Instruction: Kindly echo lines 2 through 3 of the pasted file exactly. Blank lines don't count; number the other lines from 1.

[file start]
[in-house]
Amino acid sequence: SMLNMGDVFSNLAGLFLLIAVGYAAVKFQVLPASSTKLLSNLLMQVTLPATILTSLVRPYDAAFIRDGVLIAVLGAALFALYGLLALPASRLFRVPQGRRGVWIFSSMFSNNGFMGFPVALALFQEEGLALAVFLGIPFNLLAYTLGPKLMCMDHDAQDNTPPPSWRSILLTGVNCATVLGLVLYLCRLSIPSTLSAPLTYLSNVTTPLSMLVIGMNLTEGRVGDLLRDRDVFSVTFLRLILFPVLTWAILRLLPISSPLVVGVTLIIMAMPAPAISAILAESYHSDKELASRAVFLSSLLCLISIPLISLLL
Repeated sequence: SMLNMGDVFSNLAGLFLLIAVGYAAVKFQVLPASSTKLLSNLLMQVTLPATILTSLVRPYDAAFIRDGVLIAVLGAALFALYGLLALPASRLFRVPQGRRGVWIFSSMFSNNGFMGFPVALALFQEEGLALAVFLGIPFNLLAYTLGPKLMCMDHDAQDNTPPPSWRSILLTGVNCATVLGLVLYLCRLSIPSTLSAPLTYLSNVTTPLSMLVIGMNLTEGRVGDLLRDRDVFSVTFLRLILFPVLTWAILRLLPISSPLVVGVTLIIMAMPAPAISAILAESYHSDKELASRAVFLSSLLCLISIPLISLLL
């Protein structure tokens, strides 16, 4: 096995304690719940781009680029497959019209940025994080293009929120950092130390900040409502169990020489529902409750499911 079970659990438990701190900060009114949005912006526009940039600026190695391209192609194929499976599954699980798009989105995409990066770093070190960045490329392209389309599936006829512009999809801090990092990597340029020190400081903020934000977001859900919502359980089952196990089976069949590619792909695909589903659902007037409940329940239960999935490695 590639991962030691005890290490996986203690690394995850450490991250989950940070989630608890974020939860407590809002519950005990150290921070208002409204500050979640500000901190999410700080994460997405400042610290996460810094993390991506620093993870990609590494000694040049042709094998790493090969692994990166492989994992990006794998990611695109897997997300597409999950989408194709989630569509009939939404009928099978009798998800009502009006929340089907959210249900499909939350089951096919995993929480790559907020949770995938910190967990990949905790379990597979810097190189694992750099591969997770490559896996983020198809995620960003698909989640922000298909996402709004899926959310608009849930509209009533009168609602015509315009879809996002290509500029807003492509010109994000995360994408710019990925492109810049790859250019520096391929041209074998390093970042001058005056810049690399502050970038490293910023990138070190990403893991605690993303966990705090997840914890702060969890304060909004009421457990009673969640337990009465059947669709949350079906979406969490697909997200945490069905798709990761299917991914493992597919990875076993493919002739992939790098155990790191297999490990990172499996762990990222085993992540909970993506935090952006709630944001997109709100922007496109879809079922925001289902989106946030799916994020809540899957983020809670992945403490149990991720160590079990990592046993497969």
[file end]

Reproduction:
Amino acid sequence: SMLNMGDVFSNLAGLFLLIAVGYAAVKFQVLPASSTKLLSNLLMQVTLPATILTSLVRPYDAAFIRDGVLIAVLGAALFALYGLLALPASRLFRVPQGRRGVWIFSSMFSNNGFMGFPVALALFQEEGLALAVFLGIPFNLLAYTLGPKLMCMDHDAQDNTPPPSWRSILLTGVNCATVLGLVLYLCRLSIPSTLSAPLTYLSNVTTPLSMLVIGMNLTEGRVGDLLRDRDVFSVTFLRLILFPVLTWAILRLLPISSPLVVGVTLIIMAMPAPAISAILAESYHSDKELASRAVFLSSLLCLISIPLISLLL
Repeated sequence: SMLNMGDVFSNLAGLFLLIAVGYAAVKFQVLPASSTKLLSNLLMQVTLPATILTSLVRPYDAAFIRDGVLIAVLGAALFALYGLLALPASRLFRVPQGRRGVWIFSSMFSNNGFMGFPVALALFQEEGLALAVFLGIPFNLLAYTLGPKLMCMDHDAQDNTPPPSWRSILLTGVNCATVLGLVLYLCRLSIPSTLSAPLTYLSNVTTPLSMLVIGMNLTEGRVGDLLRDRDVFSVTFLRLILFPVLTWAILRLLPISSPLVVGVTLIIMAMPAPAISAILAESYHSDKELASRAVFLSSLLCLISIPLISLLL